Venezuela's crude oil exports slow to a trickle
Lloyd's List Intelligence data shows Venezuela's crude oil exports have slumped to the lowest since 1990 amid punishing US sanctions, having been on a decline since 2016
Exports in 2020 dropped to 500,000 barrels per day compared with a high of 2.29m bpd in 1997, LLI data shows
VENEZUELA’S crude oil exports have slumped to a trickle amid US sanctions.
The South American country, led by Nicolas Maduro, shipped just 500,000 barrels per day in 2020, according to provisional data by Lloyd’s List Intelligence. That is the lowest since 1990, when records began. Last year’s figure is almost half that of 2019 and compares with a high of 2.29m bpd in 1997.
The 2020 export figure equates to 189 ships employed compared with 334 in 2019, Lloyd’s List Intelligence data shows. In 2016, when 1.93m bpd was exported, 948 tankers were used for the trade.
Currently, there are 12 shipments on the water, for a total of 14m barrels, Lloyd’s List Intelligence’s latest crude tracker data shows. The cargoes are heading to the United Arab Emirates, Singapore, Malaysia and China, with one shipment to Cuba.
In January last year, 26 ships were used for the crude oil exports, the data shows, dropping to about 13 in August.
Greek and Iranian tankers have been involved with the trade as the heavy oil headed to European and Indian refineries. China began importing Venezuelan crude using its own ships late last year.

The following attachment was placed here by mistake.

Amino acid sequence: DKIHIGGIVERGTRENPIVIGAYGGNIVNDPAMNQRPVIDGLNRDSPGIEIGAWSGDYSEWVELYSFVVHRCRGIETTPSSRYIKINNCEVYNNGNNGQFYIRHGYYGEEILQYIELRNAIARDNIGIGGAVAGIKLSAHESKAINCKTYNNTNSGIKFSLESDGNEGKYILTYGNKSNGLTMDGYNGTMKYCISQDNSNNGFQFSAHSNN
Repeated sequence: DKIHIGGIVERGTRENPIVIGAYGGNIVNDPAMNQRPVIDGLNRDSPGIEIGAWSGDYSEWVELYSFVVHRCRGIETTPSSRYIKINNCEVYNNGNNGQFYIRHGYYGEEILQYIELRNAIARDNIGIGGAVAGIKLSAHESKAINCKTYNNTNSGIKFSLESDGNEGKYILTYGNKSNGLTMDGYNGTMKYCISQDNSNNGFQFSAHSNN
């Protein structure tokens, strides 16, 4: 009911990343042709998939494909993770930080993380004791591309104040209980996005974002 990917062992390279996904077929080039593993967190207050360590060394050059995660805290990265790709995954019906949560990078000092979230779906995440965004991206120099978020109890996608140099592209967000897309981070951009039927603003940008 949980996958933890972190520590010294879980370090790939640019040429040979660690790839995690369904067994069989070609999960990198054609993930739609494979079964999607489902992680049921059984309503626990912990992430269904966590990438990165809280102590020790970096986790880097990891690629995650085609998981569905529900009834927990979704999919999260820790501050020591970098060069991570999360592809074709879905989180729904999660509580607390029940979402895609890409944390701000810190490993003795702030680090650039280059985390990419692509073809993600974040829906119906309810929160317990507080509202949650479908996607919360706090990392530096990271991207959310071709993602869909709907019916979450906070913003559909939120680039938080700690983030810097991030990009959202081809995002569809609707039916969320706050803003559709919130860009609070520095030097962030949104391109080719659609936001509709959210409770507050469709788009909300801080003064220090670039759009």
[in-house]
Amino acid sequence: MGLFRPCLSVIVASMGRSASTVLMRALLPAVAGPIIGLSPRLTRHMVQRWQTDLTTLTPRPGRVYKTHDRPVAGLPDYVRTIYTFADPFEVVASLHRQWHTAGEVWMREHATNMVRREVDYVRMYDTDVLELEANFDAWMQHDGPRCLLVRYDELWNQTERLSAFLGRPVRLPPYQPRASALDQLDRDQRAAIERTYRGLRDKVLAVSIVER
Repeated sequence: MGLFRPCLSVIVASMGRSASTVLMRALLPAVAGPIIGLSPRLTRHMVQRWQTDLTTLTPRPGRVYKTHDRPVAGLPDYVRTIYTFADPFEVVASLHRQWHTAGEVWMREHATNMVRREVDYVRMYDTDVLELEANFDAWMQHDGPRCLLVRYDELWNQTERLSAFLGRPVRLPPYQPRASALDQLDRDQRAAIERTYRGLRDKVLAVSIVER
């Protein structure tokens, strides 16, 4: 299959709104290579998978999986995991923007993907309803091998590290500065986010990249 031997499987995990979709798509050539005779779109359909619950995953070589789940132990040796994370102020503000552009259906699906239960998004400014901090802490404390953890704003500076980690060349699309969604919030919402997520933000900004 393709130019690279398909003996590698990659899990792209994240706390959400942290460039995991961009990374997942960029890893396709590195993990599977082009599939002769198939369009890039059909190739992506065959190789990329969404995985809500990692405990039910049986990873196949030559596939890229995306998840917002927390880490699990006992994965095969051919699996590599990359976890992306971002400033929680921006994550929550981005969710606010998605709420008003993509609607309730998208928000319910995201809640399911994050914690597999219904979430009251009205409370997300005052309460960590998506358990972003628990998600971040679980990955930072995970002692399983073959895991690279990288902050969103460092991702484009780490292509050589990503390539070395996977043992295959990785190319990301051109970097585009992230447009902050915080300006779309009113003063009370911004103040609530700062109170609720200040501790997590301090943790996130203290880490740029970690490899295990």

Sanctions by US president Donald Trump have crippled the nation, which has historically relied heavily on revenues from oil exports. Shipments have thus been on the decline since 2016 when sanctions on Venezuela’s state oil company PdVSA designed to oust President Maduro began to bite.
The US Office of Foreign Assets Control has been adding companies, individuals and ships to its ever-increasing sanctions list. It recognises opposition leader Juan Guaido as rightful leader, while declaring the Maduro regime “illegitimate”.
Without money for investments and maintenance, oil production has been affected, dropping to 1m bpd in 2019 from 3.7m bpd in 1970, according to the Organisation of the Petroleum Exporting Countries.
Refining capacity in Venezuela has slumped due to under-investment and mismanagement, leading to fuel shortages. Gasoline cargoes from Iran have been seen in recent weeks.
Companies have been using methods to circumvent the tightening sanctions, such as switching off Automatic Identification Systems, so their positions cannot be detected. Ship-to-ship transfers have also been widely used, while using names of scrapped vessels to disguise shipments is on the rise.
According to reports, the exports by Venezuela, which is an Opec member, are the lowest since the 1940s, when it first began to ramp up production from its vast reserves of crude oil.